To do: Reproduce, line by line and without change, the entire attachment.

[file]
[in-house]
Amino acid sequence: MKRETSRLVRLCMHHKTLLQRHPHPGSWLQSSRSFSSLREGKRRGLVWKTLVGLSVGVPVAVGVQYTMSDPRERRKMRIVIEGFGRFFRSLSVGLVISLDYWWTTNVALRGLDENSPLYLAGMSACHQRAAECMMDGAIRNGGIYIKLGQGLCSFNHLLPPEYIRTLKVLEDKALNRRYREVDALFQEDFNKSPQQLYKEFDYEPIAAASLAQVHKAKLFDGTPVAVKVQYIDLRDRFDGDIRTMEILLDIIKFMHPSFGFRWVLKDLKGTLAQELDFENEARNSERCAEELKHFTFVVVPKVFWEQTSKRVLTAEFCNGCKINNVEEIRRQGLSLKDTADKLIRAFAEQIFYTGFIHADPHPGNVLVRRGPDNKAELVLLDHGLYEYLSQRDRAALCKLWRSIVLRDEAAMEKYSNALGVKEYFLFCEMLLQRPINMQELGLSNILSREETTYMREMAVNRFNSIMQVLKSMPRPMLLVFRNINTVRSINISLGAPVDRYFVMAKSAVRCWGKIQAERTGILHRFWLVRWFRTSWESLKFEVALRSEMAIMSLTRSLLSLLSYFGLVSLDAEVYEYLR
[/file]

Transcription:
[in-house]
Amino acid sequence: MKRETSRLVRLCMHHKTLLQRHPHPGSWLQSSRSFSSLREGKRRGLVWKTLVGLSVGVPVAVGVQYTMSDPRERRKMRIVIEGFGRFFRSLSVGLVISLDYWWTTNVALRGLDENSPLYLAGMSACHQRAAECMMDGAIRNGGIYIKLGQGLCSFNHLLPPEYIRTLKVLEDKALNRRYREVDALFQEDFNKSPQQLYKEFDYEPIAAASLAQVHKAKLFDGTPVAVKVQYIDLRDRFDGDIRTMEILLDIIKFMHPSFGFRWVLKDLKGTLAQELDFENEARNSERCAEELKHFTFVVVPKVFWEQTSKRVLTAEFCNGCKINNVEEIRRQGLSLKDTADKLIRAFAEQIFYTGFIHADPHPGNVLVRRGPDNKAELVLLDHGLYEYLSQRDRAALCKLWRSIVLRDEAAMEKYSNALGVKEYFLFCEMLLQRPINMQELGLSNILSREETTYMREMAVNRFNSIMQVLKSMPRPMLLVFRNINTVRSINISLGAPVDRYFVMAKSAVRCWGKIQAERTGILHRFWLVRWFRTSWESLKFEVALRSEMAIMSLTRSLLSLLSYFGLVSLDAEVYEYLR